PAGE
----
Kindle pre-orders for ebooks is a very useful tool.
Even if only to stop you rushing into releasing your ebook.
Publishing your new book is always a stressful time with so many elements to consider.
Will it work? Is it a good book? Will readers like it? Will the damn thing sell? Did I get all the typos?
With so many unknowns, it is impossible to know. However, one thing is certain. If you rush your book to publication without careful planning, a disaster so often awaits.
This is one reason why I always use pre-order publishing now, which is available on Amazon KDP, Draft2Digital and Smashwords because it gives me time to think, adjust, change, modify, re-think and make damn sure my new book is ready – to be bought, and read.
Unfortunately, though, Createspace, which is increasingly becoming an Amazon dinosaur, with its head in the sand attitude toward so many services that are author-friendly, does not offer pre-order publishing.
So simple, but as with all simple things, Createspace fails badly at every turn.
Update: You can now self-publish paperbacks with Amazon KDP. This is a much better way.
Kindle Pre-orders give you time to make last minute changes
But back to Kindle pre-orders.
There are many reasons to do this. One is to allow time to build momentum for your new ebook by way of good book promotion such as blog posts, social media posts and telling the whole world that you have a new, exciting ebook coming.
Secondly, it gives you time to make sure every little thing is right.
Whether it be time to do one more proofread, one more look at your cover, or one more thought about chapter one and if it should be moved to chapter three.
I only mention this chapter move idea, because this is what I did to a new book a little while ago.
My book was scheduled to publish in a little over three weeks, but with the time I had after setting up my pre-order, I made this change, plus a few other small changes that I was so happy to have done before my book was available for readers.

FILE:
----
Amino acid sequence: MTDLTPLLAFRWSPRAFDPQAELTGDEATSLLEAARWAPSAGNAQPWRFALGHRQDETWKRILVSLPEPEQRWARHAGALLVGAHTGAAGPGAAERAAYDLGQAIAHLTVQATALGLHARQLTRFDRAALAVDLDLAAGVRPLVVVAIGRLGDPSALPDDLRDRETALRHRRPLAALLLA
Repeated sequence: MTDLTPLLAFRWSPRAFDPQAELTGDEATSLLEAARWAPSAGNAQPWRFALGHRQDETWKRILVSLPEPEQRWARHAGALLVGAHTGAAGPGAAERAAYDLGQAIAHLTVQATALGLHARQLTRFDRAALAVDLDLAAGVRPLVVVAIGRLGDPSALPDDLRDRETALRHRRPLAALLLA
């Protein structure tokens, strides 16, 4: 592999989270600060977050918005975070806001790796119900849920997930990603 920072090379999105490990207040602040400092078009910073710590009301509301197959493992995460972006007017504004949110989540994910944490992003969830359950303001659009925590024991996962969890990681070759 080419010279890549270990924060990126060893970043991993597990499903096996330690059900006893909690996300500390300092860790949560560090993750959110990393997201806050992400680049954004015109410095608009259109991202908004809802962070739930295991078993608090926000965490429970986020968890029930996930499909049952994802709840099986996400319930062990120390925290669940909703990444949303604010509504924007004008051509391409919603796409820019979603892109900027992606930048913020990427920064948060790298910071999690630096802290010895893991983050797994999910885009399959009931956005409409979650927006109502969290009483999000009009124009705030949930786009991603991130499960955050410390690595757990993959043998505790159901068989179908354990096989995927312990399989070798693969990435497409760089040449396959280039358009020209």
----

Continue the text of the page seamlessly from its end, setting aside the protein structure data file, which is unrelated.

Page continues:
For some reason, pre-order publishing focuses the mind, and even though errors can always be corrected after publishing, having the reassurance that pre-order publishing allows for mistakes to be corrected without anyone seeing them is a blessing.
The only drawback, though, and this applies to Amazon Kindle, in particular, is that when your book is on pre-order, there is no ‘Look Inside’ preview on your Amazon book page.
What a pain, because how can potential book buyers judge whether to pre-order a book or not when they have nothing to read to make their decision?
But this is where Createspace, for all their failings, comes in very useful. By publishing a paperback version of your book, you will, after a week or so, have a ‘Look Inside’ preview read for your paperback version.
I usually publish my paperback version on Createspace two weeks before publishing my pre-order ebook.
A few days after the ebook is published on Kindle pre-order, both versions are combined on the Amazon book page, and at least readers can now make an informed decision by being able to access the paperback’s ‘Look Inside’ preview read.
Yes, I know, it’s a very long workaround process for something that should be so simple.
If Createspace offered pre-ordering publishing, and KDP offered ‘Look Inside’ for pre-orders, it would all be so much easier, wouldn’t it?
But, who said life was meant to be easy?
In the end, though, launching your new ebook with pre-orders has more positives than negatives.
It gives you time to slow down, to get things right, do a lot of pre-release book promotion, think, fix, perfect, and best of all, get ebook sales before day one to give your book launch day a huge lift.